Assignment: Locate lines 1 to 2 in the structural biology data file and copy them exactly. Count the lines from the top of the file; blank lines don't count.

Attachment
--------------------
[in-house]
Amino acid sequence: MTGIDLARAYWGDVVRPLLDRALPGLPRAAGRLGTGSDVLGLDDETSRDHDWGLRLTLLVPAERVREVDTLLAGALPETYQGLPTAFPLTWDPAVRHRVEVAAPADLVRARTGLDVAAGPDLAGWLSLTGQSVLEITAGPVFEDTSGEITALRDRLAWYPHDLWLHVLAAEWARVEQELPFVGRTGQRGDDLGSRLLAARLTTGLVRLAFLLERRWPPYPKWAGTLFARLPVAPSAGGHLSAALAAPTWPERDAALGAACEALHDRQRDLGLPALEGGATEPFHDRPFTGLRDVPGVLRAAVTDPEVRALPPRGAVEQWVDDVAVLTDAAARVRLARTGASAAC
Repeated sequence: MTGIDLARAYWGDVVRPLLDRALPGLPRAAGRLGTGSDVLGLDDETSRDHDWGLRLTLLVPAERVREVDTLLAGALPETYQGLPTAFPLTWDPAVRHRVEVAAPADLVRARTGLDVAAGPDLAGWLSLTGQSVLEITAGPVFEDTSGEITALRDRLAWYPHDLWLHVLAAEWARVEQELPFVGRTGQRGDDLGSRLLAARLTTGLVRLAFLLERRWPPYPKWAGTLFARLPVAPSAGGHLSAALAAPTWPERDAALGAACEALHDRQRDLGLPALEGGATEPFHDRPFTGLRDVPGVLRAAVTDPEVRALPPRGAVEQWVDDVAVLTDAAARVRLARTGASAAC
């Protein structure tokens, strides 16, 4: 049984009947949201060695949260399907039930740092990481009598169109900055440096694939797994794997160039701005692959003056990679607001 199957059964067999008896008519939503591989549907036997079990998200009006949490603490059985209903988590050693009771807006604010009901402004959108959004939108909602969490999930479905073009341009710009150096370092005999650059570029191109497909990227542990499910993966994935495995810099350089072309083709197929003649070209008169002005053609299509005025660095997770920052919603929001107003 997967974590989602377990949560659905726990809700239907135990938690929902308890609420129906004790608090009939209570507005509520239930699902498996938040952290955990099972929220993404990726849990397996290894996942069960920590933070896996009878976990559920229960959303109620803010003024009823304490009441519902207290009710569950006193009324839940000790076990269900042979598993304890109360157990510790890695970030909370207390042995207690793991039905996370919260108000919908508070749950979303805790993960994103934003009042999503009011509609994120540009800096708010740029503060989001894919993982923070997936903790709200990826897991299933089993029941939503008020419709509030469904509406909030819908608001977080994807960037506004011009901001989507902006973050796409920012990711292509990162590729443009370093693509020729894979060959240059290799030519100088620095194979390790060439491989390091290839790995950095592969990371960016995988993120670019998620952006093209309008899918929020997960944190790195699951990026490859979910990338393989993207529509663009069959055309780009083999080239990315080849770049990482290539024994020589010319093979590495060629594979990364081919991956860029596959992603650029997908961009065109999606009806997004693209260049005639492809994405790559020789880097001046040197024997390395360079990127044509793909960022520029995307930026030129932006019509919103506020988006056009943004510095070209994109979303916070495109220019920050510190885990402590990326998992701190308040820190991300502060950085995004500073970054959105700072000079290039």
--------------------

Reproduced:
[in-house]
Amino acid sequence: MTGIDLARAYWGDVVRPLLDRALPGLPRAAGRLGTGSDVLGLDDETSRDHDWGLRLTLLVPAERVREVDTLLAGALPETYQGLPTAFPLTWDPAVRHRVEVAAPADLVRARTGLDVAAGPDLAGWLSLTGQSVLEITAGPVFEDTSGEITALRDRLAWYPHDLWLHVLAAEWARVEQELPFVGRTGQRGDDLGSRLLAARLTTGLVRLAFLLERRWPPYPKWAGTLFARLPVAPSAGGHLSAALAAPTWPERDAALGAACEALHDRQRDLGLPALEGGATEPFHDRPFTGLRDVPGVLRAAVTDPEVRALPPRGAVEQWVDDVAVLTDAAARVRLARTGASAAC